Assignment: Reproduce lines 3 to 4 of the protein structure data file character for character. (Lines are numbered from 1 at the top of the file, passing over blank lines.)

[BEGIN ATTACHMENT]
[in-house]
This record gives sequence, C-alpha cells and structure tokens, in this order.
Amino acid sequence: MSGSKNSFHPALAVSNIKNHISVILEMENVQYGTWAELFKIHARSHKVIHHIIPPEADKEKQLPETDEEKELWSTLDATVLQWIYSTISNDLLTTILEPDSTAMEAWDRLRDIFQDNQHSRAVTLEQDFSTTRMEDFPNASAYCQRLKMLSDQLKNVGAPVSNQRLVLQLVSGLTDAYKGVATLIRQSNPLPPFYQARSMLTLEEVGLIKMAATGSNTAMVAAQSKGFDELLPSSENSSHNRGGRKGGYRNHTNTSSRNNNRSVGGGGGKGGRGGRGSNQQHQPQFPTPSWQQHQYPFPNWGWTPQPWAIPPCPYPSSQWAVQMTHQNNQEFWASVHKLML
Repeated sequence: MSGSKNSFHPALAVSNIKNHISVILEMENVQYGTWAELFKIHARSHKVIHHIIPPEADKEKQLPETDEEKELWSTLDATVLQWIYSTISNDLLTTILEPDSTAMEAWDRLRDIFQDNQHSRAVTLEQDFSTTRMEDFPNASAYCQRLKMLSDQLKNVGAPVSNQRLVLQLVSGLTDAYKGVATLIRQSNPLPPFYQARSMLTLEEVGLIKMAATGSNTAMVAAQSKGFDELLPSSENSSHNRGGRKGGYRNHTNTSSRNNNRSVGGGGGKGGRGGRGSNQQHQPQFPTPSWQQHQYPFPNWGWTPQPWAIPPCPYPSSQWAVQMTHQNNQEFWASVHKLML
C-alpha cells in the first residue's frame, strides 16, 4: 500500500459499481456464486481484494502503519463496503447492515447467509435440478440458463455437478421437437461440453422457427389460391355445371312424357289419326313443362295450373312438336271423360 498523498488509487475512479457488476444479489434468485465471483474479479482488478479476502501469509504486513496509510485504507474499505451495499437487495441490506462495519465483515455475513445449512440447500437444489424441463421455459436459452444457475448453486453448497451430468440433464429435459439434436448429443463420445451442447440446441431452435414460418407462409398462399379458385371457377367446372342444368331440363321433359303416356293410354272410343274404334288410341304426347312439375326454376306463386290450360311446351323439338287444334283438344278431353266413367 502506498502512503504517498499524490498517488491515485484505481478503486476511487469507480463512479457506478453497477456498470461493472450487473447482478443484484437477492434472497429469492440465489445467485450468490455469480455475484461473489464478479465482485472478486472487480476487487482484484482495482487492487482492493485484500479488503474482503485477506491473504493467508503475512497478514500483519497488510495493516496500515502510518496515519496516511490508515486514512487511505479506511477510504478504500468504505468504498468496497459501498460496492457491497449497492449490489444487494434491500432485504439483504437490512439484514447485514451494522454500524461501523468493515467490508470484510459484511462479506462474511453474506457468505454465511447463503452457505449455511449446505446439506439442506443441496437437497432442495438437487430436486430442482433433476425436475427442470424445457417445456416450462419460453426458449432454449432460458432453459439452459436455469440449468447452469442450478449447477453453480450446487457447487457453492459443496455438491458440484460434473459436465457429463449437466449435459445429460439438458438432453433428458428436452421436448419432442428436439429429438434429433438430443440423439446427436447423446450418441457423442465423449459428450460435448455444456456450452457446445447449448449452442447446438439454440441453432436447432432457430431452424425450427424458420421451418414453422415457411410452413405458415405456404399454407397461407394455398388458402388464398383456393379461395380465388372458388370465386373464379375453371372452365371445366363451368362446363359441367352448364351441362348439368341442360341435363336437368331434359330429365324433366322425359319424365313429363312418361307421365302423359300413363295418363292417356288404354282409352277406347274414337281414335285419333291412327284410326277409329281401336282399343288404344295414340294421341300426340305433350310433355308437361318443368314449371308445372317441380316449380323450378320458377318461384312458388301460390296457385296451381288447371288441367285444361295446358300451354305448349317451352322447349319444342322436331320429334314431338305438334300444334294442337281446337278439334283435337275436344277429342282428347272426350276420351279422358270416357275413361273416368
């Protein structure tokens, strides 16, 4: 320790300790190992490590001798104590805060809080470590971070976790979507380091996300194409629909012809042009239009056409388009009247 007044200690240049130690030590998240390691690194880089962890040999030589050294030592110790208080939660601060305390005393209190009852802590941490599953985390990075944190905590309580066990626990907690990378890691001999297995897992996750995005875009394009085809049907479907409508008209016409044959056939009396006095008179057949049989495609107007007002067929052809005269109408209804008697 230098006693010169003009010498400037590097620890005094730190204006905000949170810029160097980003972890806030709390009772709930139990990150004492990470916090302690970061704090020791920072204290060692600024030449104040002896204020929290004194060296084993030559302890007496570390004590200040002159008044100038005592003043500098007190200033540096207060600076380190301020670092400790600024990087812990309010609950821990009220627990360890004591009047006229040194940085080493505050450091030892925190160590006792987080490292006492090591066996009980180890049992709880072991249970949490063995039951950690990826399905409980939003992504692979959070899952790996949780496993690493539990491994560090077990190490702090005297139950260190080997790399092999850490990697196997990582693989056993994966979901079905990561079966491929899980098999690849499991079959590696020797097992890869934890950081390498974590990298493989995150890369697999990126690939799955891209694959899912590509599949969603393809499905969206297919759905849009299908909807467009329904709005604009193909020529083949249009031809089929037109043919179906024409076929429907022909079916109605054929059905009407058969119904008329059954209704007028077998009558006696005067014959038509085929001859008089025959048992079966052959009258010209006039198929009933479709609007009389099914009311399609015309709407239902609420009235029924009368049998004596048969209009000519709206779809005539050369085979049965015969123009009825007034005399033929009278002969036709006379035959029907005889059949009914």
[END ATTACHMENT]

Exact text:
Amino acid sequence: MSGSKNSFHPALAVSNIKNHISVILEMENVQYGTWAELFKIHARSHKVIHHIIPPEADKEKQLPETDEEKELWSTLDATVLQWIYSTISNDLLTTILEPDSTAMEAWDRLRDIFQDNQHSRAVTLEQDFSTTRMEDFPNASAYCQRLKMLSDQLKNVGAPVSNQRLVLQLVSGLTDAYKGVATLIRQSNPLPPFYQARSMLTLEEVGLIKMAATGSNTAMVAAQSKGFDELLPSSENSSHNRGGRKGGYRNHTNTSSRNNNRSVGGGGGKGGRGGRGSNQQHQPQFPTPSWQQHQYPFPNWGWTPQPWAIPPCPYPSSQWAVQMTHQNNQEFWASVHKLML
Repeated sequence: MSGSKNSFHPALAVSNIKNHISVILEMENVQYGTWAELFKIHARSHKVIHHIIPPEADKEKQLPETDEEKELWSTLDATVLQWIYSTISNDLLTTILEPDSTAMEAWDRLRDIFQDNQHSRAVTLEQDFSTTRMEDFPNASAYCQRLKMLSDQLKNVGAPVSNQRLVLQLVSGLTDAYKGVATLIRQSNPLPPFYQARSMLTLEEVGLIKMAATGSNTAMVAAQSKGFDELLPSSENSSHNRGGRKGGYRNHTNTSSRNNNRSVGGGGGKGGRGGRGSNQQHQPQFPTPSWQQHQYPFPNWGWTPQPWAIPPCPYPSSQWAVQMTHQNNQEFWASVHKLML